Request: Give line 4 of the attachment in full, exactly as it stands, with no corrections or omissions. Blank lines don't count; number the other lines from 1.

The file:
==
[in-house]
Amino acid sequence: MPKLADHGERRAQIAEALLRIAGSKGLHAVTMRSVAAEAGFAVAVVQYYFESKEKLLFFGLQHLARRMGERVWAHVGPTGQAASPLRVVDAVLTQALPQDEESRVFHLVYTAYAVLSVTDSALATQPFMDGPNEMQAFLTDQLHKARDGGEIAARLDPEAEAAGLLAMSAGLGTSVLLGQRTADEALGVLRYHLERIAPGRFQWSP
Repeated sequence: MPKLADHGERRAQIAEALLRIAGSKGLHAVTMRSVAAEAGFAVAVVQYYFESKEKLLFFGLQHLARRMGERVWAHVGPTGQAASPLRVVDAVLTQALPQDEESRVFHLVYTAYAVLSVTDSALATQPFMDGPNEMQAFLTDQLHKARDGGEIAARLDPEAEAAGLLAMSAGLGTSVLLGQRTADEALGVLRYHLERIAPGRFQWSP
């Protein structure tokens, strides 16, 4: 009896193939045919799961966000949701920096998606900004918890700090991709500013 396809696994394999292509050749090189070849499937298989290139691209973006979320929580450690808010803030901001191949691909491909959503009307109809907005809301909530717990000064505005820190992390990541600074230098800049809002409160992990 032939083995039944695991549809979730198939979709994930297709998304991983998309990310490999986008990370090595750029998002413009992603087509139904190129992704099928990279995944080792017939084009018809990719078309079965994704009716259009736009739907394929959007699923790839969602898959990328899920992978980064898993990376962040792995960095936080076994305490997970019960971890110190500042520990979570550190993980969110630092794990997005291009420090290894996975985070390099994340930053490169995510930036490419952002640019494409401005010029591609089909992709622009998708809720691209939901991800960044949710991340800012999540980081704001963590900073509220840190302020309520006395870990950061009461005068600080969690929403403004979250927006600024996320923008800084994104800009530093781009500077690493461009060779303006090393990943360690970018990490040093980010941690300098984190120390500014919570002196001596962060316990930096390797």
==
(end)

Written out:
């Protein structure tokens, strides 16, 4: 009896193939045919799961966000949701920096998606900004918890700090991709500013 396809696994394999292509050749090189070849499937298989290139691209973006979320929580450690808010803030901001191949691909491909959503009307109809907005809301909530717990000064505005820190992390990541600074230098800049809002409160992990 032939083995039944695991549809979730198939979709994930297709998304991983998309990310490999986008990370090595750029998002413009992603087509139904190129992704099928990279995944080792017939084009018809990719078309079965994704009716259009736009739907394929959007699923790839969602898959990328899920992978980064898993990376962040792995960095936080076994305490997970019960971890110190500042520990979570550190993980969110630092794990997005291009420090290894996975985070390099994340930053490169995510930036490419952002640019494409401005010029591609089909992709622009998708809720691209939901991800960044949710991340800012999540980081704001963590900073509220840190302020309520006395870990950061009461005068600080969690929403403004979250927006600024996320923008800084994104800009530093781009500077690493461009060779303006090393990943360690970018990490040093980010941690300098984190120390500014919570002196001596962060316990930096390797």